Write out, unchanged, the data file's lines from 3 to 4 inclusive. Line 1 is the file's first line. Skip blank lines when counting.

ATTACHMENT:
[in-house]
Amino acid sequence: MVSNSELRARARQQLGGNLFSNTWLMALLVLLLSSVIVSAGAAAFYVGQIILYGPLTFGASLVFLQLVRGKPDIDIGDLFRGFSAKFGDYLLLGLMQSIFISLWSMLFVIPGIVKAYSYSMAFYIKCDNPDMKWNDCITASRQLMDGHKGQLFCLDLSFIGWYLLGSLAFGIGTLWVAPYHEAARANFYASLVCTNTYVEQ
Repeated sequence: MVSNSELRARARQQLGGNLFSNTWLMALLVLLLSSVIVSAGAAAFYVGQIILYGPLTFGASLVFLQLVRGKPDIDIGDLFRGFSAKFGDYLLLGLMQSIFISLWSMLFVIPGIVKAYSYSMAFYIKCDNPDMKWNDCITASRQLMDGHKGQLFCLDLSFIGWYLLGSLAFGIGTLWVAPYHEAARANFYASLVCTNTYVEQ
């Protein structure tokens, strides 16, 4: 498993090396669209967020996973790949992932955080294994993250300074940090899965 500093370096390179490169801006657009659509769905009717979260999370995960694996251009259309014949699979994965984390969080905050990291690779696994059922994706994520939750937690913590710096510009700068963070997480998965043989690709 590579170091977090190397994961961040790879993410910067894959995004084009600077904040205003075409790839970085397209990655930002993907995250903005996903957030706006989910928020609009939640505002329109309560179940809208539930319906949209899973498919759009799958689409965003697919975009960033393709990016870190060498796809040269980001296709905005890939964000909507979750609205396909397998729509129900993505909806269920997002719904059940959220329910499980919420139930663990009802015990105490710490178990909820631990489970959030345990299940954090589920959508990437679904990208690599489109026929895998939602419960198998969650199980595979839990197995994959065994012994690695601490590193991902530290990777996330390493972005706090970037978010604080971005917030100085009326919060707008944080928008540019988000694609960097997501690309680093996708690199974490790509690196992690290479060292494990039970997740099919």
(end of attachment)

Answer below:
Repeated sequence: MVSNSELRARARQQLGGNLFSNTWLMALLVLLLSSVIVSAGAAAFYVGQIILYGPLTFGASLVFLQLVRGKPDIDIGDLFRGFSAKFGDYLLLGLMQSIFISLWSMLFVIPGIVKAYSYSMAFYIKCDNPDMKWNDCITASRQLMDGHKGQLFCLDLSFIGWYLLGSLAFGIGTLWVAPYHEAARANFYASLVCTNTYVEQ
């Protein structure tokens, strides 16, 4: 498993090396669209967020996973790949992932955080294994993250300074940090899965 500093370096390179490169801006657009659509769905009717979260999370995960694996251009259309014949699979994965984390969080905050990291690779696994059922994706994520939750937690913590710096510009700068963070997480998965043989690709 590579170091977090190397994961961040790879993410910067894959995004084009600077904040205003075409790839970085397209990655930002993907995250903005996903957030706006989910928020609009939640505002329109309560179940809208539930319906949209899973498919759009799958689409965003697919975009960033393709990016870190060498796809040269980001296709905005890939964000909507979750609205396909397998729509129900993505909806269920997002719904059940959220329910499980919420139930663990009802015990105490710490178990909820631990489970959030345990299940954090589920959508990437679904990208690599489109026929895998939602419960198998969650199980595979839990197995994959065994012994690695601490590193991902530290990777996330390493972005706090970037978010604080971005917030100085009326919060707008944080928008540019988000694609960097997501690309680093996708690199974490790509690196992690290479060292494990039970997740099919």